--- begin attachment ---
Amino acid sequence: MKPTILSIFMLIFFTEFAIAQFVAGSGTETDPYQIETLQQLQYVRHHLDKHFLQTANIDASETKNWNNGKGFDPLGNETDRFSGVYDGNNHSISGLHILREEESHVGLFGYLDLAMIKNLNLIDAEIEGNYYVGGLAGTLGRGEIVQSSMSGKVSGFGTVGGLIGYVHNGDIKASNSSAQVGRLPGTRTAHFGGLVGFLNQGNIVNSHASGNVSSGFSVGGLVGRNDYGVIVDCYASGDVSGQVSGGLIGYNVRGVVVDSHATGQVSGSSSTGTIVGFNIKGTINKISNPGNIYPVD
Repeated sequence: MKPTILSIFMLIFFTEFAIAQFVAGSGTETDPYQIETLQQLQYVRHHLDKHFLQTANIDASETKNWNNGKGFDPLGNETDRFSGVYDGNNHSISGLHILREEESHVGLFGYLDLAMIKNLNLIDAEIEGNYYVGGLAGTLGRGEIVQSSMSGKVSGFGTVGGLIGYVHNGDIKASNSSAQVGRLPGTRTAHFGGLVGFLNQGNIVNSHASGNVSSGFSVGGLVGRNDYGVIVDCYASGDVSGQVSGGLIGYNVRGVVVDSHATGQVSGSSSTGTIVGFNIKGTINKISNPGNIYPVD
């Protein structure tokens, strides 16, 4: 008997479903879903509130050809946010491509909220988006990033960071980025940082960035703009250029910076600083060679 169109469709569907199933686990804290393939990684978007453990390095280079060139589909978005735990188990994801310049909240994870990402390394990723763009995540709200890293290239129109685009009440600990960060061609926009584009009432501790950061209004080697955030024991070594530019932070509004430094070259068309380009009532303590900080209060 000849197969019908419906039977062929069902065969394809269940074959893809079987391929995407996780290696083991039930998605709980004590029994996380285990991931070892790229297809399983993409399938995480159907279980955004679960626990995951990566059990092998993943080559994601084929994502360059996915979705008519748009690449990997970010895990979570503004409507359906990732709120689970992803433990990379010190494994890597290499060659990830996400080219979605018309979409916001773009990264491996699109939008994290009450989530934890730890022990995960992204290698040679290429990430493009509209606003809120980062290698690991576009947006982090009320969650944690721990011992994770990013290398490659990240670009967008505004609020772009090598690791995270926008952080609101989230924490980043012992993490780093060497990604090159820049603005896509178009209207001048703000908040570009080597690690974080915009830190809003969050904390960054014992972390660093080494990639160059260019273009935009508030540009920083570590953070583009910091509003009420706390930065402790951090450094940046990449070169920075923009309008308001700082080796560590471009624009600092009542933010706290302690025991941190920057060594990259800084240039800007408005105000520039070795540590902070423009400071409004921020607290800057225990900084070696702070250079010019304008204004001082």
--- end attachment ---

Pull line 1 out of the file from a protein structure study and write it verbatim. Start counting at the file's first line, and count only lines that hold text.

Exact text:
Amino acid sequence: MKPTILSIFMLIFFTEFAIAQFVAGSGTETDPYQIETLQQLQYVRHHLDKHFLQTANIDASETKNWNNGKGFDPLGNETDRFSGVYDGNNHSISGLHILREEESHVGLFGYLDLAMIKNLNLIDAEIEGNYYVGGLAGTLGRGEIVQSSMSGKVSGFGTVGGLIGYVHNGDIKASNSSAQVGRLPGTRTAHFGGLVGFLNQGNIVNSHASGNVSSGFSVGGLVGRNDYGVIVDCYASGDVSGQVSGGLIGYNVRGVVVDSHATGQVSGSSSTGTIVGFNIKGTINKISNPGNIYPVD